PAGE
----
If you want to consult or engage more deeply with a local community, or range of interests, there's no shortage of methods recommended for use by facilitators and their clients. You may think about focus groups, workshops or roadshows backed up by newsletters and other documents. Fairs can offer fun, citizens' juries foster deliberation. Then there's all the more recent web-based processes.
A conference workshop last week gave me an insight into how far we have travelled in the past few years in the possible use of new media in the public and nonprofit sectors, and how we might explore this further.
It's a few years since I did much work in the field of social housing, when I co-authored a book on how Internet technologies could offer benefits to residents and their landlords - so I was particularly interested to catch up by running a workshop at a conference of the National Housing Federation last week. We played an updated version of a card game I had previously used in 2003 at an NHF IT conference.
We recently ran another session of our Digital Challenge workshop game, used to help plan area-wide technology programmes. Last time it was Bristol - this time we were at the Manchester Digital Development Agency, which is one of the most experienced outfits in this field. Could our simple set of project cards, used to prompt discussion about how technology might benefit local people, bring anything to the techie toolkit?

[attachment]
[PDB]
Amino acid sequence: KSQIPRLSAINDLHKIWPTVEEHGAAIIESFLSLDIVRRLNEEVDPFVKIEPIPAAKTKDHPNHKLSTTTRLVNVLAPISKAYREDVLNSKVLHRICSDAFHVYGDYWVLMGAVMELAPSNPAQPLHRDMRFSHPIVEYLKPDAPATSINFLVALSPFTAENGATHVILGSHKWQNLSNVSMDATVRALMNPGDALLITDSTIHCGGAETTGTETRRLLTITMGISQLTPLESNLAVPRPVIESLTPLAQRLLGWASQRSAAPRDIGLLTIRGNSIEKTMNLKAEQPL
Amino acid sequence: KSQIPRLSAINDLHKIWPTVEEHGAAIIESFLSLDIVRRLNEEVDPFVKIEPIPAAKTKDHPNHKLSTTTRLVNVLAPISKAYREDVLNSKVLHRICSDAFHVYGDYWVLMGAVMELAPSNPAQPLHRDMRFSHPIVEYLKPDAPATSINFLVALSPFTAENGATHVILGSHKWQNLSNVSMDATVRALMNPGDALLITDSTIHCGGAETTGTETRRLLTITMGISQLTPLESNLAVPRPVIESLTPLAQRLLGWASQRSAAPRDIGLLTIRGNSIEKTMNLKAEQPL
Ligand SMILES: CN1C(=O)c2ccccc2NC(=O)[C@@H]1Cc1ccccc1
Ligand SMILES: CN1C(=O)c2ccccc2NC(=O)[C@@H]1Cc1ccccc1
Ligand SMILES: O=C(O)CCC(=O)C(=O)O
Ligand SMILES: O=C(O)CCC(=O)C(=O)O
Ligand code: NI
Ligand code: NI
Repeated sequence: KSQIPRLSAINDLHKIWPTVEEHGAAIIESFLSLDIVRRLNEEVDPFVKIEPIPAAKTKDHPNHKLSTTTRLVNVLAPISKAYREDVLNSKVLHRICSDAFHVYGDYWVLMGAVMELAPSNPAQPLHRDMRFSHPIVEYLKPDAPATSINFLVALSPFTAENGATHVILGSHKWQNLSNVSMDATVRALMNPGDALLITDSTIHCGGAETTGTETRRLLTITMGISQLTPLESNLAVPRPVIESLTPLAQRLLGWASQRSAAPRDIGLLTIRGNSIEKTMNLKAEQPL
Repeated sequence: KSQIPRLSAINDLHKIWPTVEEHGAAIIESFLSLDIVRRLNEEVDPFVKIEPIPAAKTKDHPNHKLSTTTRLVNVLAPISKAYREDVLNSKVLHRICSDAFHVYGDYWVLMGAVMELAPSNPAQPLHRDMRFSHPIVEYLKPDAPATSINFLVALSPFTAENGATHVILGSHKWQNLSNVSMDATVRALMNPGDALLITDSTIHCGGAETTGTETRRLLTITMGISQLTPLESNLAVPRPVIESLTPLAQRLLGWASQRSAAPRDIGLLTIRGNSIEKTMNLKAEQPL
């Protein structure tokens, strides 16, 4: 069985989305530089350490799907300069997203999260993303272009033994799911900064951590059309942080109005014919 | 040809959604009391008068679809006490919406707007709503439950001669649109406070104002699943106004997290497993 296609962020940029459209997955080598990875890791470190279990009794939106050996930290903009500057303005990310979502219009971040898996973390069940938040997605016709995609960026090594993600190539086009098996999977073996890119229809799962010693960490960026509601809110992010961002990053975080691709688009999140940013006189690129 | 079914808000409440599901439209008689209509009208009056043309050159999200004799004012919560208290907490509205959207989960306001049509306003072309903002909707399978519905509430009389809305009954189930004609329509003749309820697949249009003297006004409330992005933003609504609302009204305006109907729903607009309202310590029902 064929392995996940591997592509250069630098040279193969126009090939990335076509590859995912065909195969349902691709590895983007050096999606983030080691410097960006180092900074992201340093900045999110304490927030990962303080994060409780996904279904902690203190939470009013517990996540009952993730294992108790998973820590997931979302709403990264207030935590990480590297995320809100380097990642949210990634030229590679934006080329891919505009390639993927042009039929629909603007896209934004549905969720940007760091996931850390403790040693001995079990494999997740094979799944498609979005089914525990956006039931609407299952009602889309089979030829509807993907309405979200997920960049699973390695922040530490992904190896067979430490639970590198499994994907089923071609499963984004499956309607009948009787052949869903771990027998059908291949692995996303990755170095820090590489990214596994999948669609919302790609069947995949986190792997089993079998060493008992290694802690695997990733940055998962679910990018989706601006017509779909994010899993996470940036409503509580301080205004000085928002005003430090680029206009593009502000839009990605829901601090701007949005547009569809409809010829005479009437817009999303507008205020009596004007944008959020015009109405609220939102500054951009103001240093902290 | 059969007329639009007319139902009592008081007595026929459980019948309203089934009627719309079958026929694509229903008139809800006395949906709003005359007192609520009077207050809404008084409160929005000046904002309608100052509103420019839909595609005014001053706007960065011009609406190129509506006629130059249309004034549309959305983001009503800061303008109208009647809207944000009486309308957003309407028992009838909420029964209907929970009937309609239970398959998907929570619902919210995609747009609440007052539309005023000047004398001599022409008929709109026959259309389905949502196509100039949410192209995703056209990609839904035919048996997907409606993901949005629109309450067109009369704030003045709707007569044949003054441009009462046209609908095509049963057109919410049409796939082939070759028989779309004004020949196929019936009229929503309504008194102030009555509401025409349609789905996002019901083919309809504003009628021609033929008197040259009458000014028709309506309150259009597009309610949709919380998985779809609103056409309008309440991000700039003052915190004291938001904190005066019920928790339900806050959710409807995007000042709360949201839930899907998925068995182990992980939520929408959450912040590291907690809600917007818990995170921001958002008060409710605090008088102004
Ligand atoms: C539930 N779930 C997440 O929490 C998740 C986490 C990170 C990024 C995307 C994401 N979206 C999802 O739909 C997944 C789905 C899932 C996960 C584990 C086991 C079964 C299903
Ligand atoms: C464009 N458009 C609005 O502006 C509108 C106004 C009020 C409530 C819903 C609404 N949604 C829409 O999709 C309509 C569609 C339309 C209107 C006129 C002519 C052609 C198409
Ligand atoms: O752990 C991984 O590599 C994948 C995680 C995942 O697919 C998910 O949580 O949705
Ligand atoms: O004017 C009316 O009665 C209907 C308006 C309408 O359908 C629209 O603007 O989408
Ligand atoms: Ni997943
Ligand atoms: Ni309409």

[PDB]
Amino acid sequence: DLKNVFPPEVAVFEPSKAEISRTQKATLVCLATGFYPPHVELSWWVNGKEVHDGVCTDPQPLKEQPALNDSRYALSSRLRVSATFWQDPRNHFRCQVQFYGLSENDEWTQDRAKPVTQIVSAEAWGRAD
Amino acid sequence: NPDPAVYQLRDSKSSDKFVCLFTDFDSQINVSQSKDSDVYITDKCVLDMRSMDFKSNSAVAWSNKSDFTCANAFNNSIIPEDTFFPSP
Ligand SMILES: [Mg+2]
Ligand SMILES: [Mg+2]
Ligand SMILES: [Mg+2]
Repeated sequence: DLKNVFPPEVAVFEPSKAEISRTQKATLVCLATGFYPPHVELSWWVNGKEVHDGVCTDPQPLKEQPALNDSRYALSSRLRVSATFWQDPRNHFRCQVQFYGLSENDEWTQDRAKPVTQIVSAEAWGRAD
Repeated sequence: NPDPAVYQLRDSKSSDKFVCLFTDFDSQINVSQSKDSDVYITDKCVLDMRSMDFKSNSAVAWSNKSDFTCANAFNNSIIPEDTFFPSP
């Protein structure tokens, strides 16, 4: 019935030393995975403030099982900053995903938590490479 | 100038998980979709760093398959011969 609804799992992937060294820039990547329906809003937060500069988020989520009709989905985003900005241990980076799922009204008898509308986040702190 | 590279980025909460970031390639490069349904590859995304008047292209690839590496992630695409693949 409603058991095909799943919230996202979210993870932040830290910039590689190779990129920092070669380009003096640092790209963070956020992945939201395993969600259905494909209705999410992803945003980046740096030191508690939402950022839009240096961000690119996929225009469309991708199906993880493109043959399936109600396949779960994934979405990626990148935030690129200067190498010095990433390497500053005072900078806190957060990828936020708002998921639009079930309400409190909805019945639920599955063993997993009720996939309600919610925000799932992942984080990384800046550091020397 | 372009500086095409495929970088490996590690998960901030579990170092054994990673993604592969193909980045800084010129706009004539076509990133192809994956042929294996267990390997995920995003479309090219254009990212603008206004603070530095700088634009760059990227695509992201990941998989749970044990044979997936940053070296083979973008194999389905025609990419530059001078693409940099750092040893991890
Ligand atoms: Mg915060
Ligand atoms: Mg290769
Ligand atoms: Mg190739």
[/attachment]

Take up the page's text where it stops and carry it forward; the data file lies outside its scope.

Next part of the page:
Beth Kanter and I had a couple of great workshop sessions at the UK Circuit riders conference yesterday, talking about social media and nonprofits - and I think the participants enjoyed it too. We tried to make it as interactive as possible. Beth live-blogged the opening session.
For our workshops, Beth had slimmed down her 81-slide Powerpoint presentation (it is a real work of art) to a "Wikitation", which is slides on the wiki organised so it is easy to jump to examples. That way Beth was able to run through the main social media tools and explore how people were trying these in practice. You can see both see both here.
We then ran our newly-develop social media game, in which groups invented an organisation or network and then each took one of three challenges:
Last night I witnessed an impressive example of the power of collective intelligence at work on how social media and other technologies can change people's lives and benefit local communities.
The setting was not a high-tech lab or forum of Web 2.0 developers ... it was a community centre in Bristol, and the experts combining their wisdom were local residents.
We got together to help the city council develop its bid to win the Digital Challenge, a competition among ten finalists to show the UK Government how well they are improving online services and ensuring all citizens benefit from the Net.
As part of the bid - due in January - the finalists have to include storyboards showing how the wireless networks, access centres, e-learning, e-democracy, e-commerce ... e-whatever projects will be used by different people in their area.
We are currently developing a workshop game that will help people play through the ways in which technology projects can deliver better public services, and also promote social inclusion. The first game users will be partnerships involved in the Digital Challenge, under which the UK Government and industry is offering about £8 million to local councils and their partners. More here about the game and the Challenge.